Our ancestors’ stories invite us to reflect on God’s faithfulness

Written by Andrea Nwabuike

Throughout my academic career, history class were my least favourite subject. I preferred to daydream instead of listening to lectures on political schisms and war strategies. My memory refused to take hold of significant dates and key figures. I understood the necessity of studying the past, especially in connection to the present. However, the Canadian history I was taught was so limited in scope that it felt like it had little to do with me. The only note-worthy characters were white men and women. In my classes, full of black and brown students, we knew this was not our history.

But every February, my relationship with history changed. Black History Month at school and church was an experience marked by reflection and celebration. My peers and I had hard conversations about the horrors of slavery and colonization while being cautioned against limiting Black history to stories of suffering. We explored the great kingdoms of Africa and the resilience and ingenuity of the African diaspora. Various art forms were used to tell stories of Black innovation and achievement. We imagined a future for ourselves, informed by the lessons of the past and fueled by a rebellious hope. This was my history, a story I could locate myself in. When my study of history became personal, I couldn’t help but respond in worship.

The preservation of history is a Christian discipline, one that gives us a clearer understanding of the human condition and an intimate experience of God’s character. But instead of an abstract or distant study of history, as I received in many of my classes, a personal engagement with history allows me to see who God is up close.

My confidence in God’s faithfulness grows when I read about the deliverance of my ancestors from bondage. I am emboldened to approach the throne of grace with my needs and desires when I see his fulfillment of promises made to the previous generations. And at the communion table, as I meditate on the breaking of Jesus’s body and the spilling of his blood, I am assured again of the love of my Saviour and the hope of the gospel. My relationship with God today is built on the foundation of his relationship with those who have come before me.

When we neglect the discipline of steeping ourselves in history, our grasp on God’s character loosens, causing our worship to falter. That is why Moses instructed Israel to “take care, and keep your soul diligently, lest you forget the things that your eyes have seen, and lest they depart from your heart all the days of your life. Make them known to your children and your children’s children” (Deuteronomy 4:9, ESV).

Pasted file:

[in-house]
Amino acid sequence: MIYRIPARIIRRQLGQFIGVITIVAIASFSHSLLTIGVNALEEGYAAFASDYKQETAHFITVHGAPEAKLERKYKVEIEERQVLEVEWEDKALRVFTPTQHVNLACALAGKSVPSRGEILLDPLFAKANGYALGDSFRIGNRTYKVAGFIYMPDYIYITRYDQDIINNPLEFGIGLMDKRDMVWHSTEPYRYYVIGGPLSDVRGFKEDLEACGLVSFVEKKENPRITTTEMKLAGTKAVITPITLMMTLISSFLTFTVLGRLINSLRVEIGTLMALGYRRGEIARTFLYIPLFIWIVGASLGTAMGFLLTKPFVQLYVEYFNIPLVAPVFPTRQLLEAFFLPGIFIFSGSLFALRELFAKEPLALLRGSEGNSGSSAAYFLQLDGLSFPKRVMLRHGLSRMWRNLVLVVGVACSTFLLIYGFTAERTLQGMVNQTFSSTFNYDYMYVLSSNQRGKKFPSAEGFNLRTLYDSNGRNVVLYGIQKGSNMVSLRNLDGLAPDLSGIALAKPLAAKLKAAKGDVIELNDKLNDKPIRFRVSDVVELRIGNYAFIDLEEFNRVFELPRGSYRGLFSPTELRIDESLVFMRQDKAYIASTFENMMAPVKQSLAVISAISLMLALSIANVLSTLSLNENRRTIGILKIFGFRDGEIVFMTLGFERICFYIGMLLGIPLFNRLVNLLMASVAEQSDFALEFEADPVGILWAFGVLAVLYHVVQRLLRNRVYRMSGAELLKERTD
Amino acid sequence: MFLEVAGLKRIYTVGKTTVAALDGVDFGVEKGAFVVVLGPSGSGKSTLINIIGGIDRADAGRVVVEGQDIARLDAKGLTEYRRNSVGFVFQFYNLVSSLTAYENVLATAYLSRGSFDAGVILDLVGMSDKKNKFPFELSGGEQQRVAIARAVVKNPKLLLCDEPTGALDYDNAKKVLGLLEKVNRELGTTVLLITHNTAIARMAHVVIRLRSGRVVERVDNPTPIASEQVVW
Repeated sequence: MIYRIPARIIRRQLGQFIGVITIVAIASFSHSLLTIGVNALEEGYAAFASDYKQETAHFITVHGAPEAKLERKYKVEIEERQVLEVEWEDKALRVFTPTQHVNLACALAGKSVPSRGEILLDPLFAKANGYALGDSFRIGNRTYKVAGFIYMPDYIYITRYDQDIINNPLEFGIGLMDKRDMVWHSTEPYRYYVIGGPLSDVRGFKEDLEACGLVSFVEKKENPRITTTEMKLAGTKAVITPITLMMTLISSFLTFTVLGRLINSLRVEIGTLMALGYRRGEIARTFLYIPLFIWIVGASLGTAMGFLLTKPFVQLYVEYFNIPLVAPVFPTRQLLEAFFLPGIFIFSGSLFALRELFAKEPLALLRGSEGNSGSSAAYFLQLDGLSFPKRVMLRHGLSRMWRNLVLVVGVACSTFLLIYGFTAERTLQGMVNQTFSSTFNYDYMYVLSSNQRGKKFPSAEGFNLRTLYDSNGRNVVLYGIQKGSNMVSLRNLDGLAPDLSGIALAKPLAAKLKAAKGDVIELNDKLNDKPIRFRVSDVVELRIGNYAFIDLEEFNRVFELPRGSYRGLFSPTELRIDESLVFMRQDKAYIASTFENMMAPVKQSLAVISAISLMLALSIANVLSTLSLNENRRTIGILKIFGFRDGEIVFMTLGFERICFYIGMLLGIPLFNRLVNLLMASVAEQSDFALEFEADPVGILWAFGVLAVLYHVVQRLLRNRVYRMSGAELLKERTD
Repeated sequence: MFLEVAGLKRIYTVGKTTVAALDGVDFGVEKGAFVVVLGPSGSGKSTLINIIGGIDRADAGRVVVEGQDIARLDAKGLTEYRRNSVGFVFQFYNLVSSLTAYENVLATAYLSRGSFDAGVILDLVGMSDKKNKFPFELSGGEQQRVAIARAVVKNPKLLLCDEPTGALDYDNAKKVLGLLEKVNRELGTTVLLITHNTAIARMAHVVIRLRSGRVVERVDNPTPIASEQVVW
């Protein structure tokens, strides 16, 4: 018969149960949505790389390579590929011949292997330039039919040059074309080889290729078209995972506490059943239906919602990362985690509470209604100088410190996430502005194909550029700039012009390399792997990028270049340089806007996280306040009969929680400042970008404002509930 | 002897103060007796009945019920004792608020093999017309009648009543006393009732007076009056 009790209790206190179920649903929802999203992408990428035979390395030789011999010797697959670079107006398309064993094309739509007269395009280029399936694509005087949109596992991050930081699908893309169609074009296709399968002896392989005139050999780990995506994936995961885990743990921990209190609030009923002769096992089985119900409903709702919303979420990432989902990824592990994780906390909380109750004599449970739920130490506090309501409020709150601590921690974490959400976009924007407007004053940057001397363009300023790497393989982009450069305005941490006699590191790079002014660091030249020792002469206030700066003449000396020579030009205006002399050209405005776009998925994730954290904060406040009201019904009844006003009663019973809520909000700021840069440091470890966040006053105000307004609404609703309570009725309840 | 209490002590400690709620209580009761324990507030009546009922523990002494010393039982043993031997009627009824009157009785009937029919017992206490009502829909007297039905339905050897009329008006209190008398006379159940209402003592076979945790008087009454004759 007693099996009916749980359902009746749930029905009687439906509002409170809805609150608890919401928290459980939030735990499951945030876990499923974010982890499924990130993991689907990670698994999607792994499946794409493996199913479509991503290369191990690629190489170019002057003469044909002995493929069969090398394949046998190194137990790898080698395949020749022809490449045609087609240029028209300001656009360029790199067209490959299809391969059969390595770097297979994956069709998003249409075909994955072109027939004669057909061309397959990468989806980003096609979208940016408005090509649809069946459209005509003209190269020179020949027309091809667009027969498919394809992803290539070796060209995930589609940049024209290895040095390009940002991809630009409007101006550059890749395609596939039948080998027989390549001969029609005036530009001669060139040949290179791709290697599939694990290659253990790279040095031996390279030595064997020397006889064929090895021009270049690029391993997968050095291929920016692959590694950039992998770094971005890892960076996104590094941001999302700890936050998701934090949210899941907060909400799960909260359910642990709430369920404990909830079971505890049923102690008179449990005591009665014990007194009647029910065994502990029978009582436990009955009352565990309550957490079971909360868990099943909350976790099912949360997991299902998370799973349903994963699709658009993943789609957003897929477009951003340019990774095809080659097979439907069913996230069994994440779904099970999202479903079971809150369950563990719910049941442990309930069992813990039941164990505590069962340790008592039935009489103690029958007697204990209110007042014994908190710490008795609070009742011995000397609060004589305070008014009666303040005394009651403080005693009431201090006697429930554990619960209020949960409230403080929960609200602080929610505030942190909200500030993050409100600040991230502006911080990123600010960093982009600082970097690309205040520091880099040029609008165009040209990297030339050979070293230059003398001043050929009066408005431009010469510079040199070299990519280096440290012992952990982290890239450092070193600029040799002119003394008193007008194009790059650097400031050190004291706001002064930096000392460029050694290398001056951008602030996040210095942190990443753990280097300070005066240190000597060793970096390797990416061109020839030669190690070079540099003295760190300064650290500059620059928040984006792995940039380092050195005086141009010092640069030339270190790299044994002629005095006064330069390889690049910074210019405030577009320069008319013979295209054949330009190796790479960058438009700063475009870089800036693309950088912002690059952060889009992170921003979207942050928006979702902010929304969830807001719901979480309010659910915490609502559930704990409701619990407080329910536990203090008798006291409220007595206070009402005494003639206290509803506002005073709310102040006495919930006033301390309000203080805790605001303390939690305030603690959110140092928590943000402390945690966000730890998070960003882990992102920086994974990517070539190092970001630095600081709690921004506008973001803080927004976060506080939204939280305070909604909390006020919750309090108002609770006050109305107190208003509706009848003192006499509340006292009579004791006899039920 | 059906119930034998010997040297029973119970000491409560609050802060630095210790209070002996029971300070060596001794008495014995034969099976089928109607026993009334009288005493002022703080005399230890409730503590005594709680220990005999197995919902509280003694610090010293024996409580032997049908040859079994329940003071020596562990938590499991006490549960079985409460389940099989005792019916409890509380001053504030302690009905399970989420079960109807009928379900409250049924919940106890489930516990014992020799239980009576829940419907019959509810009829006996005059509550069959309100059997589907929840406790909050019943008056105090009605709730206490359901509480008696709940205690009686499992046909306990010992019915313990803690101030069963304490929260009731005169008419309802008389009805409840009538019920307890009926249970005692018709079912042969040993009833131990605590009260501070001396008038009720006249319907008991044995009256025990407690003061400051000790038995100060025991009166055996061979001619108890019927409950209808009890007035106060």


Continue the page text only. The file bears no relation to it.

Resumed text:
Keeping our souls requires us to ground our faith in the stories of old so that we can remain assured that even as our circumstances change, God will always remain the same.

I was fortunate to have teachers and mentors who prioritized Black History Month, but not everyone is as lucky. For the Israelites, distance from their homeland, time and the forgetfulness of their own hearts threatened to disconnect them from the history of God’s faithfulness. They had to fight to hold on to the past through the feasts, festivals and record keeping. We too can find connections to the past by cultivating daily and yearly rhythms of remembrance and that connect us to our heritages and histories. In a similar way, Lent and Advent are intentional seasons of reflection and meditation. Our worship of God can reach new depths in the observance of cultural calendars.

In his short story Sonny’s Blues, American writer and civil rights activist James Baldwin writes, “For, while the tale of how we suffer, and how we are delighted, and how we may triumph is never new, it always must be heard. There isn’t any other tale to tell, it’s the only light we’ve got in all this darkness.”

I agree with Baldwin on the necessity of listening to and telling our stories but it is not the tale in and of itself that is the light in our darkness. It is the God who delivers us from our suffering, joins us in our delight, and secures our triumphs that is the source of our light. History is the practice of storytelling and storytelling is an invitation to respond to God’s continued faithfulness in worship and adoration.

Andrea Nwabuike is a Nigerian-Canadian mental health counsellor and writer living in Toronto, Ont. Read more from “Church of many cultures.”